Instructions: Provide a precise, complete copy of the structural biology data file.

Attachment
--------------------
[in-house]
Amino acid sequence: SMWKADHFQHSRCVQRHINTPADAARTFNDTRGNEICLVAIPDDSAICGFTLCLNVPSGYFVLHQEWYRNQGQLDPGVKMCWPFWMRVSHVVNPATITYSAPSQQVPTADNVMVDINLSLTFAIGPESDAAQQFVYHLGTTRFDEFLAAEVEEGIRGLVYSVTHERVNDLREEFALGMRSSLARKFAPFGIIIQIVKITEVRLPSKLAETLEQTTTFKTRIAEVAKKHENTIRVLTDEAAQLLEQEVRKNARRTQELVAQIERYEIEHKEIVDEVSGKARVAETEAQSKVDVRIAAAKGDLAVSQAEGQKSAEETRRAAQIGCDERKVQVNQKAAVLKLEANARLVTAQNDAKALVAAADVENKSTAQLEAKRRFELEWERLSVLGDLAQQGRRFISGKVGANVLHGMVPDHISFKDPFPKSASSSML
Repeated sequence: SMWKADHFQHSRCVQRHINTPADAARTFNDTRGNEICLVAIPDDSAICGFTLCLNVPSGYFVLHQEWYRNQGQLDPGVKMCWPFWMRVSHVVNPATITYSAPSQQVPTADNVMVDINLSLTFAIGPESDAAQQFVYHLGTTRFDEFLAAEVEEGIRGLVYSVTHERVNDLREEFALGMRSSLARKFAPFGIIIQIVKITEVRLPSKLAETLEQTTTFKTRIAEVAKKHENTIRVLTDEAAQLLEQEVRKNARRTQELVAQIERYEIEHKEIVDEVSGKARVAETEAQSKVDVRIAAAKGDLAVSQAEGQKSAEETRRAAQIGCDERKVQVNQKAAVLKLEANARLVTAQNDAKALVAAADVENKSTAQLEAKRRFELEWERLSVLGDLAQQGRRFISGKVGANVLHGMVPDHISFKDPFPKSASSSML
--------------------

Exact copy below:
[in-house]
Amino acid sequence: SMWKADHFQHSRCVQRHINTPADAARTFNDTRGNEICLVAIPDDSAICGFTLCLNVPSGYFVLHQEWYRNQGQLDPGVKMCWPFWMRVSHVVNPATITYSAPSQQVPTADNVMVDINLSLTFAIGPESDAAQQFVYHLGTTRFDEFLAAEVEEGIRGLVYSVTHERVNDLREEFALGMRSSLARKFAPFGIIIQIVKITEVRLPSKLAETLEQTTTFKTRIAEVAKKHENTIRVLTDEAAQLLEQEVRKNARRTQELVAQIERYEIEHKEIVDEVSGKARVAETEAQSKVDVRIAAAKGDLAVSQAEGQKSAEETRRAAQIGCDERKVQVNQKAAVLKLEANARLVTAQNDAKALVAAADVENKSTAQLEAKRRFELEWERLSVLGDLAQQGRRFISGKVGANVLHGMVPDHISFKDPFPKSASSSML
Repeated sequence: SMWKADHFQHSRCVQRHINTPADAARTFNDTRGNEICLVAIPDDSAICGFTLCLNVPSGYFVLHQEWYRNQGQLDPGVKMCWPFWMRVSHVVNPATITYSAPSQQVPTADNVMVDINLSLTFAIGPESDAAQQFVYHLGTTRFDEFLAAEVEEGIRGLVYSVTHERVNDLREEFALGMRSSLARKFAPFGIIIQIVKITEVRLPSKLAETLEQTTTFKTRIAEVAKKHENTIRVLTDEAAQLLEQEVRKNARRTQELVAQIERYEIEHKEIVDEVSGKARVAETEAQSKVDVRIAAAKGDLAVSQAEGQKSAEETRRAAQIGCDERKVQVNQKAAVLKLEANARLVTAQNDAKALVAAADVENKSTAQLEAKRRFELEWERLSVLGDLAQQGRRFISGKVGANVLHGMVPDHISFKDPFPKSASSSML